Are You An Impulse Buyer? – Major Reasons Why You Do Impulse Buying 

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Are You An Impulse Buyer? - Major Reasons Why You Do Impulse Buying

Trust me, we all have been guilty of it. There are hardly a few people who can claim that they are not an impulse buyer. I mean, is there anything more satisfying than getting to buy whatever you like whenever you like? 

Nothing at all matches this feeling. 

You know, just walking the streets and seeing something you absolutely do not need on sale. You feel like the item you are pulling you towards it. And the moment you finally purchase the thing and bring it home. That is the best feeling in the world. Isn’t it? 

However, would you believe me if I say that there are actually reasons why you have this constant urge to buy things impulsively? 

Well, yes. There is a lot of logic that goes behind impulsive buying, and if you are an impulsive buyer, this is just the right article for you. So, stick with me till the end and see why we have a tendency to impulsively buy anything that attracts our eyes. 

Contents

What Is Impulse Buying?

What Is Impulse Buying

An impulse buy differs from a regular buy in one major way: they are not planned consciously. Compulsive buying takes place on the spur of the moment. It is difficult to control. And your emotional status has a major effect on your habit of impulse buying. 

For instance, there are a lot of us who feel entitled to buy something when we are not in such a good mood. An impulse buyer gets validation from impulsive purchases, which in turn elevates their emotions as a whole. 

Impulse Buyer: The Psychology Behind Impulse Buying

Impulse Buyer_ The Psychology Behind Impulse Buying

If you thought that there was no psychological reason behind your habit of impulse buying, you are certainly wrong. In fact, this entire process is fuelled by psychological reasons. In the consumerist world of today, it has become extremely difficult to purchase something unplanned. Despite having our best intentions, it is difficult to fight the urge to spend on things that we necessarily do not need.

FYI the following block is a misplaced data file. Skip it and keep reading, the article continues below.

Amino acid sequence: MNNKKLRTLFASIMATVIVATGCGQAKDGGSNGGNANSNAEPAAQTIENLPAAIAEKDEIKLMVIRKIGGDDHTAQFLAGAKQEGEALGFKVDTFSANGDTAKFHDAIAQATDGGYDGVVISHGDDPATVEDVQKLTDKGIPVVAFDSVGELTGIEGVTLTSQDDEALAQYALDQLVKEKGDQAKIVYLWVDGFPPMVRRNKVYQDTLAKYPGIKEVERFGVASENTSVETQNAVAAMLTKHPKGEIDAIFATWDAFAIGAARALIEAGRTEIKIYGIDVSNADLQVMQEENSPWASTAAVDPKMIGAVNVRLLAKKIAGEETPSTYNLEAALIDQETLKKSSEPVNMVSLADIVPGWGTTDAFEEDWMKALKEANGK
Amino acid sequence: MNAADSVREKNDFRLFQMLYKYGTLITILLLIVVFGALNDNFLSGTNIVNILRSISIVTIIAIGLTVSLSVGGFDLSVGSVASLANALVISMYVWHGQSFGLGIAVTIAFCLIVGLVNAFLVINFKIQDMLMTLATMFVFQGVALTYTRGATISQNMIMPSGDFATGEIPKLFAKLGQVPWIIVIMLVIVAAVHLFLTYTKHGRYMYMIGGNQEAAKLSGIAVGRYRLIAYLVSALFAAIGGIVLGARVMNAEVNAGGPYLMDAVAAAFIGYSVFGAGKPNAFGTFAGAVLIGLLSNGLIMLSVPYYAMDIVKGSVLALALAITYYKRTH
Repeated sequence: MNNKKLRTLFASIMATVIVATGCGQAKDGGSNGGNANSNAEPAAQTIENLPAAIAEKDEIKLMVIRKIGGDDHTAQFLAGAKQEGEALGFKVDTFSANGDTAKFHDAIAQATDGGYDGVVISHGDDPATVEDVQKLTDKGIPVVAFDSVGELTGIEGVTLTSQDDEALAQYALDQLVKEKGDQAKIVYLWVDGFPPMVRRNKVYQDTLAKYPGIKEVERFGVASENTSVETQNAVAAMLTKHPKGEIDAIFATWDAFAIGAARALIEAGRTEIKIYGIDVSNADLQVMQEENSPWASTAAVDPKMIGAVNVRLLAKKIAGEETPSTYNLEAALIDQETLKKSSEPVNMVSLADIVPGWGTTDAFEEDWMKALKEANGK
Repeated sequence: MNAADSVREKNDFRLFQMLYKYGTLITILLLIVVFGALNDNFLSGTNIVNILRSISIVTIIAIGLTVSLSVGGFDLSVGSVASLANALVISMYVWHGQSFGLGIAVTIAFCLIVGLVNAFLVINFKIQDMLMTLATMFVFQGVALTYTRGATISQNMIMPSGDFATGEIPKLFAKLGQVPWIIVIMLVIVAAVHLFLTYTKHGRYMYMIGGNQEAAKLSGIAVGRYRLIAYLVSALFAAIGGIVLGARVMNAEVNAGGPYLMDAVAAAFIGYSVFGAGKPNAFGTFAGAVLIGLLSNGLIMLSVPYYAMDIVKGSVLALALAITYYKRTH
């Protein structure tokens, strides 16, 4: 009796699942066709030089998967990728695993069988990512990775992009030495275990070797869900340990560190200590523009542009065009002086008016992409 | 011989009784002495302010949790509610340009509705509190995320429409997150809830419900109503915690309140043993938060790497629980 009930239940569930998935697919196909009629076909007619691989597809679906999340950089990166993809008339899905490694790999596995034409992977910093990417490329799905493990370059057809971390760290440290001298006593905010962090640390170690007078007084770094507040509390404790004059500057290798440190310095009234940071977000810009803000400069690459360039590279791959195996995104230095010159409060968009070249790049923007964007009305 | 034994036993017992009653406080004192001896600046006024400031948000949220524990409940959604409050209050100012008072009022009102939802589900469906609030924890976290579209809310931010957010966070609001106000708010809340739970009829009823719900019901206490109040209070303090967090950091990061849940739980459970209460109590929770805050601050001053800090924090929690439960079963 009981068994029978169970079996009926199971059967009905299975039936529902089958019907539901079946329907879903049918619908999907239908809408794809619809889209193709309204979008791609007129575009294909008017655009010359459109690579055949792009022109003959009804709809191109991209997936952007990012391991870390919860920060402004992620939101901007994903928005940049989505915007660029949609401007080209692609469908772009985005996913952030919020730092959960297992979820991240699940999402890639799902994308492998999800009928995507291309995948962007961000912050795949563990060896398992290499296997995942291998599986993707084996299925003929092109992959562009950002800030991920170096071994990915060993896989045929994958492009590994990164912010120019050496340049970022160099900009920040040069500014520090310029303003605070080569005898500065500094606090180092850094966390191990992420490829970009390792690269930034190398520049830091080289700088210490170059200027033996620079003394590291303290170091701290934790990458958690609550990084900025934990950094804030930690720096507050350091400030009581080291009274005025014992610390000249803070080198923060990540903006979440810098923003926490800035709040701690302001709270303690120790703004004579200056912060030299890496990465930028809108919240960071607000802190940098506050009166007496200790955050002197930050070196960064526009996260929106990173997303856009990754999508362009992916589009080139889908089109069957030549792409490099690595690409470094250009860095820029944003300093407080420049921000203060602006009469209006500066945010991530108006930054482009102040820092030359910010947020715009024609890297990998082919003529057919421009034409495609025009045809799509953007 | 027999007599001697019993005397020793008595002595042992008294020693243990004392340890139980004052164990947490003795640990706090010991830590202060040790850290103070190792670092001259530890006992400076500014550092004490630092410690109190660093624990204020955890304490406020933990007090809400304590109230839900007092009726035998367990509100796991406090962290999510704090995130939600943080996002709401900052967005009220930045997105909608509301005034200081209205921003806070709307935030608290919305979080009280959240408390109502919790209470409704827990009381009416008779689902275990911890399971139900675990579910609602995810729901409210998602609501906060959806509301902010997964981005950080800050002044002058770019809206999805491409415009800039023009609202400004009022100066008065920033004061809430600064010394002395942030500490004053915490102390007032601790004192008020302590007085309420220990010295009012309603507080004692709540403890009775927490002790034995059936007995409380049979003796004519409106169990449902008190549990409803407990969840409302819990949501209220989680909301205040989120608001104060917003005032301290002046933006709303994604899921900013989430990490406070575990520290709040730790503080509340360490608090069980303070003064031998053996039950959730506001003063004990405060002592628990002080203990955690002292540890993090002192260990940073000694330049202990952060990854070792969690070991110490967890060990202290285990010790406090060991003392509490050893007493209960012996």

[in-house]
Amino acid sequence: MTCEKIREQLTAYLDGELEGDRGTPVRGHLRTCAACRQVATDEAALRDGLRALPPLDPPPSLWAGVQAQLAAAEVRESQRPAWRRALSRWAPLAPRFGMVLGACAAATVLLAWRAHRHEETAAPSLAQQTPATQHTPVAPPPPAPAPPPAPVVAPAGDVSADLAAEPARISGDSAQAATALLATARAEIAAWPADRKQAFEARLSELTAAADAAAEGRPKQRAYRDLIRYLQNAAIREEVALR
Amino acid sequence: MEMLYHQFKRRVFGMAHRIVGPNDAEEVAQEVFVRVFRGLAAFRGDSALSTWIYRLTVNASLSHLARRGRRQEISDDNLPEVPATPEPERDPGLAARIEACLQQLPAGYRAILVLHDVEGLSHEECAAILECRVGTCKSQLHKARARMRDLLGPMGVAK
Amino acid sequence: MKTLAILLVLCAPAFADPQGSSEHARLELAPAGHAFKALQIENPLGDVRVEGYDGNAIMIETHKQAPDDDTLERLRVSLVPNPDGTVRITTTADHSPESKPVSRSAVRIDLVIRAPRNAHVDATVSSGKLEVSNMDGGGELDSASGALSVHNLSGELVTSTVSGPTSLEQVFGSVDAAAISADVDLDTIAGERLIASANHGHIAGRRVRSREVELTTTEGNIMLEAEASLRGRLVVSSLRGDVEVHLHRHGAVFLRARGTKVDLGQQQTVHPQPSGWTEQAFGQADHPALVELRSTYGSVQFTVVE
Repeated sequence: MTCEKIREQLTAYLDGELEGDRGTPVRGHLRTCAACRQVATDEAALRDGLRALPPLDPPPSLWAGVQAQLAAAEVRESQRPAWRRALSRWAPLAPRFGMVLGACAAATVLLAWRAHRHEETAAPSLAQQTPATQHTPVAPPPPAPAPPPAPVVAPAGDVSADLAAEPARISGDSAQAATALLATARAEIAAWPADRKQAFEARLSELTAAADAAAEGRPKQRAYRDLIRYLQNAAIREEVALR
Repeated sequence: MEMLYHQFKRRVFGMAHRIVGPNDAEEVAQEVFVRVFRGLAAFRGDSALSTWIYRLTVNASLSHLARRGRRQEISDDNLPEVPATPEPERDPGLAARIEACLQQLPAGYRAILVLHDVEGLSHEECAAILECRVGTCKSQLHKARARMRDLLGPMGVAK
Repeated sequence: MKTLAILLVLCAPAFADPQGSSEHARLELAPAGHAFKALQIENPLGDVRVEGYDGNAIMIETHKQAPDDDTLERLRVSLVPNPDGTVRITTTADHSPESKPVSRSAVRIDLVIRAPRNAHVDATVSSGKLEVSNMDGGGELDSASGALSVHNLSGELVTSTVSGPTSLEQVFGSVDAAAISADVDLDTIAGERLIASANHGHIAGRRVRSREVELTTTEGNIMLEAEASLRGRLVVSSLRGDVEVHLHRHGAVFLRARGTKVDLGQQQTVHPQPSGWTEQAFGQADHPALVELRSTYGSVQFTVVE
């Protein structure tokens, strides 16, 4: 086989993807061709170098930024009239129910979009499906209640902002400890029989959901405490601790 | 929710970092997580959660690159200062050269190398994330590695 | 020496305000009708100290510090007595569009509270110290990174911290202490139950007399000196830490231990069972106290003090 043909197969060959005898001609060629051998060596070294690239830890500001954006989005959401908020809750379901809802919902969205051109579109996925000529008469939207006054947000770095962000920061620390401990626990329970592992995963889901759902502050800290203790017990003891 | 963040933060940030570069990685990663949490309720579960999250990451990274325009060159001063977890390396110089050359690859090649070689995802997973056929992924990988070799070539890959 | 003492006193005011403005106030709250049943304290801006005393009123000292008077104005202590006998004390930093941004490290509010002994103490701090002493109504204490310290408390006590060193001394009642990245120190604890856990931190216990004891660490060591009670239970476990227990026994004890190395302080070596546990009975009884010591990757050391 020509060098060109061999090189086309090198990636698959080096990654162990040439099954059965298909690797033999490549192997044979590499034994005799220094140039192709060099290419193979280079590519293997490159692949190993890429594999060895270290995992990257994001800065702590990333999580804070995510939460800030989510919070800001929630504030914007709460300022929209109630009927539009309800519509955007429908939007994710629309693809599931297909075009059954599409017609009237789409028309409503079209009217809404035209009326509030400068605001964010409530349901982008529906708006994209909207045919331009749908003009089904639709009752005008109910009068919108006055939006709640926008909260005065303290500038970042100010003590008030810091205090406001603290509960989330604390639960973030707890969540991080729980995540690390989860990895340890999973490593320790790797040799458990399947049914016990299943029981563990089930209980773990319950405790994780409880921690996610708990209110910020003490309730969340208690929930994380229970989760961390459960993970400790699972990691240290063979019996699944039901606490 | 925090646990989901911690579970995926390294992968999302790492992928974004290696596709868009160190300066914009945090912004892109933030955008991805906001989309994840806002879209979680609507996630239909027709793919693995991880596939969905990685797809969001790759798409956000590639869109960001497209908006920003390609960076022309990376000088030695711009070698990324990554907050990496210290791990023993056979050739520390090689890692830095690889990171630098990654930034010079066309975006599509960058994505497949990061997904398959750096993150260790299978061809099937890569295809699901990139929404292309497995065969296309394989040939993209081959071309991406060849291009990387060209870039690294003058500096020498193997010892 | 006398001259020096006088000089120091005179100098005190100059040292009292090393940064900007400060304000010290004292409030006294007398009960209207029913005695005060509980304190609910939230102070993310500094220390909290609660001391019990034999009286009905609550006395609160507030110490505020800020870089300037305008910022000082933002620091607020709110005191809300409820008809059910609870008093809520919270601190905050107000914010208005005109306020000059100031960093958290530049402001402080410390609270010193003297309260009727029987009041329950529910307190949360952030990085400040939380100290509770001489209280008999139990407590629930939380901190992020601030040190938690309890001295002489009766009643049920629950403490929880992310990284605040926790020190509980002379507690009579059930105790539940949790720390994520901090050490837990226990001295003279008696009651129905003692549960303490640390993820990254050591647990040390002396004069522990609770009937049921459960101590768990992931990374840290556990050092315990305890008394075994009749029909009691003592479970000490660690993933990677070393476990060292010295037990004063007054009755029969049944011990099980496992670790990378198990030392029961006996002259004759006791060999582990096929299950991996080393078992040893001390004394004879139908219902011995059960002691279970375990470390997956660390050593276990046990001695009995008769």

As an impulsive buyer myself, I questioned myself too many times as to what drives the habit of impulse buying. As it turns out, the brain likes to make fast and sometimes irrational decisions whenever it comes to shopping. In fact, there are nine psychological reasons that aptly explain the entire concept behind impulse buying. 

Emotional Appeal

It is pretty difficult to keep your mind straight when you are under extreme pressure or stress. This may result from an all-nighter, extreme stress at work, or just any other reason. 

When you are under stress, anxiety, or fatigue, the analytical prefrontal cortex becomes extremely strained. It is the one that is responsible for rational thinking and proper decision-making. 

Instead, it is the emotions that become more dominating. It commandeers the whole via the limbic system, or the portion of the brain that is responsible for all the emotional responses. This is how you are mainly led to make all the purchases that offer an emotional value and just make us happy. 

Immediate Gratification

Shopping offers a pretty quick fix of the much required dopamine when you are going through anxiety and stress. Randomly purchasing things may give you a momentary burst of immediate gratification. However, that does not stay for long. 

Definitely, some of the purchases may offer a more enduring sense of happiness, like the ones that have pleasurable and repeated experiences like a book or maybe a bike. 

However, for most of the products, the euphoria you feel may just vanish pretty fast. This is mainly true for your impulse-buying tendencies. It is mainly because you do end up not even touching those purchases, and most of the time, you do not even need them. 

Social Influence

While we may think that our purchasing choices are completely our own, it may not be that true. Peer pressure can quite be a driver of an impulse buyer. As per the reports of multiple universities, the presence of a fellow shopper may increase the likeliness of you to impulsively buy something. They say it strengthens the bond between two shopping partners.